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[image ALT: A photograph of the head and shoulders of a young man with oval wire-rimmed glasses and a full beard and moustache, neatly trimmed. He is seen from his left three-quarters, but looks straight at the camera. He wears a military uniform with a single prominent braided epaulet visible. He has a serious but gentle air about him. It is William A. Sater, an American Army officer whose brief career is detailed on this webpage.]

Lieutenant William A. Sater

The preceding image, and the text that follows, are reproduced from (the report of the) Thirtieth Annual Reunion of the Association of the Graduates of the United States Military Academy, June 7th, 1899.

p33 William A. Sater
No. 3596. Class of 1894.
Killed July 1, 1898, at Santiago, Cuba, aged 28.

William Alfreda Sater was born in Butler County, Ohio, August 3, 1870, and in March, 1885, moved with his parents to Chanute, Kansas. At the age of seventeen he graduated from the city schools and subsequently taught two terms in schools of the county wherein he resided. He was appointed cadet to West Point. He spent a few months, preparing for the entrance examination, at Lieutenant Braden's school, then located at Cornwall, N. Y., and entered the Academy in June, 1890. At West Point Cadet Sater early displayed a character of uprightness and manliness which made every classmate a friend. Habitually congenial, it was impossible to be his enemy. No form of adversity could cloud his good nature and even, kindly temper. During his first year at West Point he stood low in his class, but was never in imminent danger of failure. Toward the end of the course, his perseverance and even work had carried him while up the list, and he was graduated 34 in his class.

His appointment as Second Lieutenant took him to the Thirteenth U. S. Infantry, in which he served for four years in the Indian Territory and at Fort Porter, Buffalo, N. Y. During these four years his genial character gained for him the friendship and respect of every officer and civilian with whom he came in contact. He became a member of the Masonic Lodge and was prominent and energetic in the interests of the society in the city of Buffalo.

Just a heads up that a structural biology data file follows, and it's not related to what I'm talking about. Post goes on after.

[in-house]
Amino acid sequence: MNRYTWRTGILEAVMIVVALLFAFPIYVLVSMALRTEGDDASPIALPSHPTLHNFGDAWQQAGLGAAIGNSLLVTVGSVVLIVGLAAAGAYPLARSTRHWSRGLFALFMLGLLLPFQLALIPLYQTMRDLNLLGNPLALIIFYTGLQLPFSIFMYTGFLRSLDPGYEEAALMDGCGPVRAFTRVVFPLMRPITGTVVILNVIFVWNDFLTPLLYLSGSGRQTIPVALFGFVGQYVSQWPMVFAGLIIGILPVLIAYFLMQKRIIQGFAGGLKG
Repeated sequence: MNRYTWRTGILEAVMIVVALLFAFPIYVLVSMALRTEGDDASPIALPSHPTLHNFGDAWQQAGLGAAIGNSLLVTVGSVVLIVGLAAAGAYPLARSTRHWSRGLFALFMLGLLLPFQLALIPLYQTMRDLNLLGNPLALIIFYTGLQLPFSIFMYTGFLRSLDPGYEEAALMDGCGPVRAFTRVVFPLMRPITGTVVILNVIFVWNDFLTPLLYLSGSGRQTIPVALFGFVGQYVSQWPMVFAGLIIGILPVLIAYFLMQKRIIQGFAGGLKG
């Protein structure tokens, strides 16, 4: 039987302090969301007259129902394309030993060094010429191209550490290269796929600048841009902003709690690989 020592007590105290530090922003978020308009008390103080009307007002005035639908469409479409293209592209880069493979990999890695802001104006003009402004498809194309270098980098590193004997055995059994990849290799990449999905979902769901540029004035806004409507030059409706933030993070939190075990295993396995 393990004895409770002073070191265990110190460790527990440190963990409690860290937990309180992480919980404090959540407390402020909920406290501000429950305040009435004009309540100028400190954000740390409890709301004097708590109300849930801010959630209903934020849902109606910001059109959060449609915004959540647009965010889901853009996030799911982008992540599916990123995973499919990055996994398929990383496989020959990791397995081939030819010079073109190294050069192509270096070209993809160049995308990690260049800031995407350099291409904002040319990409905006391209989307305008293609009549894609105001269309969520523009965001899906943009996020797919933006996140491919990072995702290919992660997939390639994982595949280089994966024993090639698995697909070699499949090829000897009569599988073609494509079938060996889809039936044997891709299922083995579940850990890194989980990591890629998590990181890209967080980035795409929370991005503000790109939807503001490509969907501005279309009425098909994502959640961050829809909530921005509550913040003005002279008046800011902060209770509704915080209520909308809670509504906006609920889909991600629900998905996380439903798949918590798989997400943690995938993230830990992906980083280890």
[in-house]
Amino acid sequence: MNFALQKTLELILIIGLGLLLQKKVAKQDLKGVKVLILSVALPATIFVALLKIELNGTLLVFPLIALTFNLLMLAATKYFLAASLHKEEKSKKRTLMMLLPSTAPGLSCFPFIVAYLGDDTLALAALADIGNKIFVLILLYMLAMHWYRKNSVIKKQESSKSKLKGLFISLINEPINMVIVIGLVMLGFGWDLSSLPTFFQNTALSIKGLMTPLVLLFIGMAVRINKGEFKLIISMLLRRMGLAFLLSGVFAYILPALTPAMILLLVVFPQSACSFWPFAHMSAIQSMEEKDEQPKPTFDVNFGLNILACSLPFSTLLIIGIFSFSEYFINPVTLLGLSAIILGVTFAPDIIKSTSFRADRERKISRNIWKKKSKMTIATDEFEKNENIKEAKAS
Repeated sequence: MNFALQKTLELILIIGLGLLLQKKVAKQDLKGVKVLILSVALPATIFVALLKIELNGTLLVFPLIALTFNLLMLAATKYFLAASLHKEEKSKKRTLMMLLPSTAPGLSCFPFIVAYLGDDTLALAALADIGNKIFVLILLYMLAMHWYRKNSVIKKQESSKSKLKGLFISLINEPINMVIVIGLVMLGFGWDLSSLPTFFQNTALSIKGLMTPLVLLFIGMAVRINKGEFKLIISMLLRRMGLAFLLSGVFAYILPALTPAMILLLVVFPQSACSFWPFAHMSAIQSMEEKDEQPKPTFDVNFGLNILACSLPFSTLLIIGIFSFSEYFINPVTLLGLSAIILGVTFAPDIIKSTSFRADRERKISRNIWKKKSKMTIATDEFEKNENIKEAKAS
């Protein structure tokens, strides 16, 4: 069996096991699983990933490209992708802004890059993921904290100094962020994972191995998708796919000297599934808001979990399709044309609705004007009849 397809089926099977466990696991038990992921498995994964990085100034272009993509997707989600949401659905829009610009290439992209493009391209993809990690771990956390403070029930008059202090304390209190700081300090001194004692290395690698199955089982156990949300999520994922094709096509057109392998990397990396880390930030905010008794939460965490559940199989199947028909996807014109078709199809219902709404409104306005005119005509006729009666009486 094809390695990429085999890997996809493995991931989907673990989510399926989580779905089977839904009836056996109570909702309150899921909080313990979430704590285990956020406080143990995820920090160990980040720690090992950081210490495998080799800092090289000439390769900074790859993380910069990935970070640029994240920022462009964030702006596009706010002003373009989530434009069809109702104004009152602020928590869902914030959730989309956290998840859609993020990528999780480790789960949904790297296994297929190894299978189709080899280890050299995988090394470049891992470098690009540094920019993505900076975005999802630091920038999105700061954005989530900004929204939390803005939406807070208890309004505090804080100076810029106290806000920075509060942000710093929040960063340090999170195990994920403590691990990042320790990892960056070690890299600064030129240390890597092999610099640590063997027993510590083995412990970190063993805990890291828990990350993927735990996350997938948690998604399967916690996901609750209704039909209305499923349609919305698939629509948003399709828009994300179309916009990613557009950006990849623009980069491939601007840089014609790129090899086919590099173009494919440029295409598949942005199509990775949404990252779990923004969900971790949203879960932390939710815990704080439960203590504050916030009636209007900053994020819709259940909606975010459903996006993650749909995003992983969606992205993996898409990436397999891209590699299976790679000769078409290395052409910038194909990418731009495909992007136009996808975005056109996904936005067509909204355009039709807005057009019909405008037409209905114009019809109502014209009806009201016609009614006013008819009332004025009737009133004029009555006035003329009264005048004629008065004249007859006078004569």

In the short but arduous campaign, which resulted in his death, Lieutenant Sater exhibited the true soldierly qualities of fortitude, endurance and calmness. He went into action at the battle of San Juan, July 1st, 1898, as Adjutant of the Second Battalion, Thirteenth Infantry, commanded by Captain J. B. p34Guthrie. This command, due to the nature of the terrain, was followed to execute a flank march within 1,000 yards of the enemy's parapets, and go into action by company. Lieutenant Sater exposed himself with unfaltering courage while assisting in this hazardous work. His calmness and indifference to danger were most remarkable. He had all but completed his task when he sank dead, without a word. A bullet had pierced his heart. A true gentleman, a christian soldier had given up his life for the cause of humanity.

His was a life without blemish, blending courage, topic, manliness and purity of soul. He died the tragic but honorable death of a soldier in the heroic execution of a duty in which twenty-five per cent of the officers and men in his regiment were either killed or wounded.

In both life and death he reflected honor on the institution which was his Alma Mater.

The remains were brought from Cuba and taken to his former home in Kansas. All business was suspended and the schools were closed on the day of the funeral. The masons, of which Order Lieutenant Sater was a member, buried all that was mortal of their deceased brother, with the sad rites of their Order.

Classmate.


Thayer's Note:

a Sic. In his entry in Cullum's Register (q.v.), his middle name is given as Alford.


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Page updated: 13 Nov 13